Wednesday, July 13, 2011
Gov. Scott's late parks announcement not a sneak attack, aide says
Scott told reporters after visiting DEP in February that he enjoys visiting state parks and they should be protected.
After a week of controversy involving Florida Park Service proposals to put recreational vehicle campgrounds in four state parks, Gov. Rick Scott announced last Friday he was pulling the plug on at least the proposal at Honeymoon Island State Park.
But was the timing of the governor's announcement -- after 7 p.m. on a Friday night -- a deliberate attempt to squelch publicity on the issue? No, says Amy Graham, the governor's traveling press secretary.
But don't blame an environmental reporter for at first being suspicious. The U. S. Environmental Protection Agency previously had a track record for making sneaky announcements, a strategy dubbed by some reporters the "Friday night surprise."
But first, a little background on the firestorm in Florida.
The Florida Department of Environmental Protection said in May it was considering putting new RV campgrounds in more than 50 parks that now lack camping. DEP said the campgrounds could help create jobs and encourage park visitation.
The proposal, which had created some concerns among environmentalists, became embroiled in controversy after the agency scheduled public meetings on proposed campgrounds at De Leon Springs, Fanning Springs, Honeymoon Island and Wakulla Springs state parks. More than 400 attended the Honeymoon Island proposal with hundreds more opponents unable to get in.
Then later last week, the Pinellas County legislative delegation scheduled a public hearing for this coming Thursday to discuss just that one issue. Sen. Jack Latvala, R-St. Petersburg, even established a "Save Honeymoon Island" Facebook site to organize opposition.
DEP Secretary Herschel T. Vinyard Jr. returned from vacation early to deal with the issue on Thursday. And Scott announced Friday that the Honeymoon Island proposal was being pulled and that the other proposals would receive further review.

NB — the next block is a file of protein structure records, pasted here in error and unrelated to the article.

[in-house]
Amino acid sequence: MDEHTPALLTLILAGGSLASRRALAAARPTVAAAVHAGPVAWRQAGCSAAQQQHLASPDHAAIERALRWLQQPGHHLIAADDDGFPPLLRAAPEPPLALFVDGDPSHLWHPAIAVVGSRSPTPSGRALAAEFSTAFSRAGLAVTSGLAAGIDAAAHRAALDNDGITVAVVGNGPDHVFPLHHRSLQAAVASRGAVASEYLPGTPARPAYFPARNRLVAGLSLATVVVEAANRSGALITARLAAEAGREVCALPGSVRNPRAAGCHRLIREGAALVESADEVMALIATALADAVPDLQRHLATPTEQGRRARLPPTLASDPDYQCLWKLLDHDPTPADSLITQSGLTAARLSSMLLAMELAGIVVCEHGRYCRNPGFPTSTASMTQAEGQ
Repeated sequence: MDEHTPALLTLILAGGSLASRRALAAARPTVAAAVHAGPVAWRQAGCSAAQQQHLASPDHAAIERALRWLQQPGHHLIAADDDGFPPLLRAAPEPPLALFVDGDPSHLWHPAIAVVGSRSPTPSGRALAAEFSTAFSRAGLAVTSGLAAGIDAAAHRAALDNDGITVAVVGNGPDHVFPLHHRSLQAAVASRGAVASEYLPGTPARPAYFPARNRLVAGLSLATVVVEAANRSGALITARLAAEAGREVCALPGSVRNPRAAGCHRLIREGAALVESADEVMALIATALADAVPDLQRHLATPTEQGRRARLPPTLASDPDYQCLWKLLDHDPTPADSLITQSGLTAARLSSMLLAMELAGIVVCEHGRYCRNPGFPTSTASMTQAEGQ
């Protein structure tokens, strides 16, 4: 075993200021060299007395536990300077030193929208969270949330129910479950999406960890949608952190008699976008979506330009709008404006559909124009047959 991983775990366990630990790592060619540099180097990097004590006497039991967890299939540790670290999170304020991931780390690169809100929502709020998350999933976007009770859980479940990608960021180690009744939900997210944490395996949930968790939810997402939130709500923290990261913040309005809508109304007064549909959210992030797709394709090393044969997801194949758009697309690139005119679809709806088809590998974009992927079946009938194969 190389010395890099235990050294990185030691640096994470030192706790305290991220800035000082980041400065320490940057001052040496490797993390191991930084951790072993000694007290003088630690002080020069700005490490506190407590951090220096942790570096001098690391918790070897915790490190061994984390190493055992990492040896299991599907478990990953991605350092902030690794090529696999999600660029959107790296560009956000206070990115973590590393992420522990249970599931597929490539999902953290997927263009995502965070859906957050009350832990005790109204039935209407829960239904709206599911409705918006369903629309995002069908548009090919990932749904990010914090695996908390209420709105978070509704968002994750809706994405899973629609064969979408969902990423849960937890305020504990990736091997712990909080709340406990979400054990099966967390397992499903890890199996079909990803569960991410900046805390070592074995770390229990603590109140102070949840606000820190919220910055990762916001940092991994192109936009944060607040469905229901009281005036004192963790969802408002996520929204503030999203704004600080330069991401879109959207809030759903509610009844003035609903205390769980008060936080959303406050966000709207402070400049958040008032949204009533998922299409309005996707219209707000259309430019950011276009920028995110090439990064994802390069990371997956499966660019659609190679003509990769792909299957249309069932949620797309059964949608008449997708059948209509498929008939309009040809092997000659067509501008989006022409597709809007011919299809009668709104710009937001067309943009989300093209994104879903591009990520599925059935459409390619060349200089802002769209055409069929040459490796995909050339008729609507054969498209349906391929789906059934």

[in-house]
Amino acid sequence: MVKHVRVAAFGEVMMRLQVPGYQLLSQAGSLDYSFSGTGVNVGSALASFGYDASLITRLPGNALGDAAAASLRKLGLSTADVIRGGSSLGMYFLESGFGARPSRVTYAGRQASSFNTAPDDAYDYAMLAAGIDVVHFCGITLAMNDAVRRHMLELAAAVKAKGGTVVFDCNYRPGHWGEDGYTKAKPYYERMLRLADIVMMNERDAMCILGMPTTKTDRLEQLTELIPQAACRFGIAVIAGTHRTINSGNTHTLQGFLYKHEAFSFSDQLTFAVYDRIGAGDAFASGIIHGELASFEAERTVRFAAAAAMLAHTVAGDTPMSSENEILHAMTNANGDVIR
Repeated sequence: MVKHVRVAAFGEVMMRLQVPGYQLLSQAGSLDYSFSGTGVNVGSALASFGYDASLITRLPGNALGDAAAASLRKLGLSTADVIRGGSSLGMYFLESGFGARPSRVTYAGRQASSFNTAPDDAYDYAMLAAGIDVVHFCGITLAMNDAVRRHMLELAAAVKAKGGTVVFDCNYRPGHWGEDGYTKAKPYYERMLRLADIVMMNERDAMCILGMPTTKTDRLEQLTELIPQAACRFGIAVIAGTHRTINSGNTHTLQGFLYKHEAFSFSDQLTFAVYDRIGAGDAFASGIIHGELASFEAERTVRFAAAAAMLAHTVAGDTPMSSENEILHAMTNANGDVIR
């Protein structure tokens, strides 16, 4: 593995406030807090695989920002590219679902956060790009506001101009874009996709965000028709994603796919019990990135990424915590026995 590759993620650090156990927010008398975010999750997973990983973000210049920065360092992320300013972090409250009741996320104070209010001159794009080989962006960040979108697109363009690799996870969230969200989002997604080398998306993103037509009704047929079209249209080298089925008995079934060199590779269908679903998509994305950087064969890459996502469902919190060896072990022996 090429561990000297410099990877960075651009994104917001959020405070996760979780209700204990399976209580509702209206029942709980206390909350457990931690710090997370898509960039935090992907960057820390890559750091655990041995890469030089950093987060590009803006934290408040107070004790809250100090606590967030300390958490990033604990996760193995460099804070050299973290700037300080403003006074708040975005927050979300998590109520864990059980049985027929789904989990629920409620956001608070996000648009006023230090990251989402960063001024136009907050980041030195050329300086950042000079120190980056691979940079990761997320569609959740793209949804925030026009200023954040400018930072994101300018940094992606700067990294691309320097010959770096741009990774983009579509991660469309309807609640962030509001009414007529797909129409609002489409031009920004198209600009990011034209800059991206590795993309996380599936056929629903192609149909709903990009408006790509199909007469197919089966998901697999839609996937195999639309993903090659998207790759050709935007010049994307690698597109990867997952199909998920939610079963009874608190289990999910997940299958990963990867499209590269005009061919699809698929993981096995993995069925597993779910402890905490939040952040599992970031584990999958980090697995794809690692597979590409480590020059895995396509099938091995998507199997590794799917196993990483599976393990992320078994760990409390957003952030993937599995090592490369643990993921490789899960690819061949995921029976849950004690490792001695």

"The only reason that announcement came out as late as it did (on Friday) is because DEP briefed the governor's office late in the day," Graham said Monday.
The U. S. Environmental Protection Agency's under President George W. Bush had a tendency to make controversial announcements late on Friday, when reporters may be less likely to cover an issue because they are out or are wrapping up other stories before the weekend.
Some environmental reporters dubbed the late announcements the "Friday night surprise." The Society of Environmental Journalists in March 2010 asked the EPA to stop the practice when possible and to try to provide advance notice to journalists. (See "SEJ Comments on How to Make EPA More Open"
Some critics of the proposed campgrounds in Florida State Parks said the process of approving appeared rushed. And they welcomed Scott's announcement, regardless of the timing on Friday.
"It appeared the people were given a chance to speak," League of Women Voters President Deirdre Macnab said Tuesday. "Their input was received and considered."
Julie Wraithmell of Audubon of Florida said she wondered about the timing but she doesn't think Scott was trying to sweep the matter under the rug.
"I guess I just wrote it off to him doing it expeditiously because so many people were alarmed by it," Wraithmell said.
(Photo and story copyrighted by Bruce Ritchie and FloridaEnvironments.com. Do not copy or redistribute without permission, which can be obtained from bruceBritchie@gmail.com.)